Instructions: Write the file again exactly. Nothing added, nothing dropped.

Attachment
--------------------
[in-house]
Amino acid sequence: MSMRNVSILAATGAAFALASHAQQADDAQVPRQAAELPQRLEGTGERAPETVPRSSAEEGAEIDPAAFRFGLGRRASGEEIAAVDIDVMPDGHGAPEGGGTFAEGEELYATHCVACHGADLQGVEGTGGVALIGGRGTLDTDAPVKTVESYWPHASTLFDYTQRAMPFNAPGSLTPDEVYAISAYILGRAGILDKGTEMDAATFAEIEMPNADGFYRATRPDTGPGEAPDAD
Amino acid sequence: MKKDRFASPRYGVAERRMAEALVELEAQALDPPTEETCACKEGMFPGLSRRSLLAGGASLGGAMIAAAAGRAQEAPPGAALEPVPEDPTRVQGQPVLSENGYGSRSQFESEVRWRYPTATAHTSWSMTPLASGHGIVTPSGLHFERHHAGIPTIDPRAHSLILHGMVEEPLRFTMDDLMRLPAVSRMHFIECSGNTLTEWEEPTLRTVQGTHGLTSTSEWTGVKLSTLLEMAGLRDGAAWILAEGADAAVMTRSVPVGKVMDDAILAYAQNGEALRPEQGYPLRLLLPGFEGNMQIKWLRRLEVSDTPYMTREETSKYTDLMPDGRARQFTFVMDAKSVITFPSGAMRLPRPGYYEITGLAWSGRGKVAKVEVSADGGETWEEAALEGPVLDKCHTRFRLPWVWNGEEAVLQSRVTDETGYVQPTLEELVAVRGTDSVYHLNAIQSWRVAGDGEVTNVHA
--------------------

[in-house]
Amino acid sequence: MSMRNVSILAATGAAFALASHAQQADDAQVPRQAAELPQRLEGTGERAPETVPRSSAEEGAEIDPAAFRFGLGRRASGEEIAAVDIDVMPDGHGAPEGGGTFAEGEELYATHCVACHGADLQGVEGTGGVALIGGRGTLDTDAPVKTVESYWPHASTLFDYTQRAMPFNAPGSLTPDEVYAISAYILGRAGILDKGTEMDAATFAEIEMPNADGFYRATRPDTGPGEAPDAD
Amino acid sequence: MKKDRFASPRYGVAERRMAEALVELEAQALDPPTEETCACKEGMFPGLSRRSLLAGGASLGGAMIAAAAGRAQEAPPGAALEPVPEDPTRVQGQPVLSENGYGSRSQFESEVRWRYPTATAHTSWSMTPLASGHGIVTPSGLHFERHHAGIPTIDPRAHSLILHGMVEEPLRFTMDDLMRLPAVSRMHFIECSGNTLTEWEEPTLRTVQGTHGLTSTSEWTGVKLSTLLEMAGLRDGAAWILAEGADAAVMTRSVPVGKVMDDAILAYAQNGEALRPEQGYPLRLLLPGFEGNMQIKWLRRLEVSDTPYMTREETSKYTDLMPDGRARQFTFVMDAKSVITFPSGAMRLPRPGYYEITGLAWSGRGKVAKVEVSADGGETWEEAALEGPVLDKCHTRFRLPWVWNGEEAVLQSRVTDETGYVQPTLEELVAVRGTDSVYHLNAIQSWRVAGDGEVTNVHA